The Wall Street Journal, February 1, 2011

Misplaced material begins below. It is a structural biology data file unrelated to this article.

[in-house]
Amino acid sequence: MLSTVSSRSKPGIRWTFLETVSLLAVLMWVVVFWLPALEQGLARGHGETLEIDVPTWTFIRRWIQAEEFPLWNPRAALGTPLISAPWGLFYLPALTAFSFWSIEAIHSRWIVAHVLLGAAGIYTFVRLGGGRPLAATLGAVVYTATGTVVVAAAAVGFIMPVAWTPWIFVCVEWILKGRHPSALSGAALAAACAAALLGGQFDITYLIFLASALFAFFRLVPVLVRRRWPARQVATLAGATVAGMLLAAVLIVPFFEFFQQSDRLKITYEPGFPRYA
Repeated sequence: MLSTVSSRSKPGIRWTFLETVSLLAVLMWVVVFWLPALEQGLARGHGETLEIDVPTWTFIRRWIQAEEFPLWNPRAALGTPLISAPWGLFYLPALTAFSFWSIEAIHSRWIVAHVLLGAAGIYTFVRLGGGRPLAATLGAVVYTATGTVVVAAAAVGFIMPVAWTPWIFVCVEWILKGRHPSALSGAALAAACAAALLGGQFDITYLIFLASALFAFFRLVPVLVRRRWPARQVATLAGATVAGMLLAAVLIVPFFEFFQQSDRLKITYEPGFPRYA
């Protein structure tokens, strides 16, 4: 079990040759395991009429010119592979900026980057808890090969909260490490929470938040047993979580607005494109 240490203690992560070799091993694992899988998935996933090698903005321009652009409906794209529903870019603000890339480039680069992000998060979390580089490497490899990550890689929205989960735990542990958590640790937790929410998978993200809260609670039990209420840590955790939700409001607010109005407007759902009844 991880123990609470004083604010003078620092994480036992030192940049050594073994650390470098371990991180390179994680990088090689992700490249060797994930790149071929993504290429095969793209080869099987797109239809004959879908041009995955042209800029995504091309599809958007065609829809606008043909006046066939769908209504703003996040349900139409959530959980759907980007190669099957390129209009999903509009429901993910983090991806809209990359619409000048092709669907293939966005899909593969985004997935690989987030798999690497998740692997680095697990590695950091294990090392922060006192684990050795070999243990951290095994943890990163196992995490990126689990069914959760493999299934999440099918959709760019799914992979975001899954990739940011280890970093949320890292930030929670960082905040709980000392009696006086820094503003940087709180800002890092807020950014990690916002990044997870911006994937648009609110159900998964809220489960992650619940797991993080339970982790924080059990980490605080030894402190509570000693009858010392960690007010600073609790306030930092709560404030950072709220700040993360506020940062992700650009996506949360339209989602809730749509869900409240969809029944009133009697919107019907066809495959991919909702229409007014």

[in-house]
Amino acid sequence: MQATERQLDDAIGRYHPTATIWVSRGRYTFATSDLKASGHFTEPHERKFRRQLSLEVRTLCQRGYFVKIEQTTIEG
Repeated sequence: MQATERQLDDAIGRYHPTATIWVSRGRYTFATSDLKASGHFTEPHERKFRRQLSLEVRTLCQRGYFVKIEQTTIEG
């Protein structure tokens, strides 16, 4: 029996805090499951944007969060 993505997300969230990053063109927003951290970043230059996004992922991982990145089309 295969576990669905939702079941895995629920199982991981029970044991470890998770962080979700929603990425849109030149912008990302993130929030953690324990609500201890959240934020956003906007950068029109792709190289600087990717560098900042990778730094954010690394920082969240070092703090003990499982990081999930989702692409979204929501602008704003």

A shortage of injectable generic drugs for cancer and other serious diseases is putting pressure on hospitals, which are sometimes having to scramble to locate the medicines or search for alternative treatments. The supply of these drugs has tightened in recent years as the generic-drug industry has consolidated, with many of the drugs now made by just one or two companies. In many cases patents have long expired and the original brand-name drug is no longer being produced. Federal regulators have also stepped up enforcement of quality standards, limiting the ability of large manufacturers to ramp up production. The drugs, typically used in hospitals and outpatient clinics, often require complex manufacturing processes with long lead times. Because factories produce many kinds of medicines, companies say they can't easily make more of one without creating a shortage in another.
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